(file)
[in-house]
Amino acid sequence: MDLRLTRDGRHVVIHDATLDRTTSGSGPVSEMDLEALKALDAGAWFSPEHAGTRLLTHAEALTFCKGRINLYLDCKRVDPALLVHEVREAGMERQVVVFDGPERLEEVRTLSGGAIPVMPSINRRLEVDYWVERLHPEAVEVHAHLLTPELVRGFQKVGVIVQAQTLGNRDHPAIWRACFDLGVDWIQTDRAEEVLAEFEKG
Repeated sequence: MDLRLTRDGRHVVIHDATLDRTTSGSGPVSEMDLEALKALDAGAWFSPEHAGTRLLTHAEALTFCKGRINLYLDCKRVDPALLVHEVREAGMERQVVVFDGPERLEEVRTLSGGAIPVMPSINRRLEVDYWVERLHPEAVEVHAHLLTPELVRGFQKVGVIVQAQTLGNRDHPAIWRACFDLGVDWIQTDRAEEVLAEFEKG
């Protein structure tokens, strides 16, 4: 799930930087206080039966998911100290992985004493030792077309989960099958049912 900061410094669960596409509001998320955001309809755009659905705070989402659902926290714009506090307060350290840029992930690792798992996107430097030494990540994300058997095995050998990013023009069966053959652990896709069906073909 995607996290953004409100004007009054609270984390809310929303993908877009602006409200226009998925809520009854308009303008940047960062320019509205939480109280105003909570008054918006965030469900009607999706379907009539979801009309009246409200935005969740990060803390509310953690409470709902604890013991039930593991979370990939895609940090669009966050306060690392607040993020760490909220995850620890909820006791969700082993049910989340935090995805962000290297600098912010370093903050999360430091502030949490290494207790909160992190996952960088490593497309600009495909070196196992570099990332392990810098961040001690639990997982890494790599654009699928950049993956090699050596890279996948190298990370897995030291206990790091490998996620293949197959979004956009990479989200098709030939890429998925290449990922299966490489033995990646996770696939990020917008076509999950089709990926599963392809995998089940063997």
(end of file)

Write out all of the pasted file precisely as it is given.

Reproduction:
[in-house]
Amino acid sequence: MDLRLTRDGRHVVIHDATLDRTTSGSGPVSEMDLEALKALDAGAWFSPEHAGTRLLTHAEALTFCKGRINLYLDCKRVDPALLVHEVREAGMERQVVVFDGPERLEEVRTLSGGAIPVMPSINRRLEVDYWVERLHPEAVEVHAHLLTPELVRGFQKVGVIVQAQTLGNRDHPAIWRACFDLGVDWIQTDRAEEVLAEFEKG
Repeated sequence: MDLRLTRDGRHVVIHDATLDRTTSGSGPVSEMDLEALKALDAGAWFSPEHAGTRLLTHAEALTFCKGRINLYLDCKRVDPALLVHEVREAGMERQVVVFDGPERLEEVRTLSGGAIPVMPSINRRLEVDYWVERLHPEAVEVHAHLLTPELVRGFQKVGVIVQAQTLGNRDHPAIWRACFDLGVDWIQTDRAEEVLAEFEKG
């Protein structure tokens, strides 16, 4: 799930930087206080039966998911100290992985004493030792077309989960099958049912 900061410094669960596409509001998320955001309809755009659905705070989402659902926290714009506090307060350290840029992930690792798992996107430097030494990540994300058997095995050998990013023009069966053959652990896709069906073909 995607996290953004409100004007009054609270984390809310929303993908877009602006409200226009998925809520009854308009303008940047960062320019509205939480109280105003909570008054918006965030469900009607999706379907009539979801009309009246409200935005969740990060803390509310953690409470709902604890013991039930593991979370990939895609940090669009966050306060690392607040993020760490909220995850620890909820006791969700082993049910989340935090995805962000290297600098912010370093903050999360430091502030949490290494207790909160992190996952960088490593497309600009495909070196196992570099990332392990810098961040001690639990997982890494790599654009699928950049993956090699050596890279996948190298990370897995030291206990790091490998996620293949197959979004956009990479989200098709030939890429998925290449990922299966490489033995990646996770696939990020917008076509999950089709990926599963392809995998089940063997």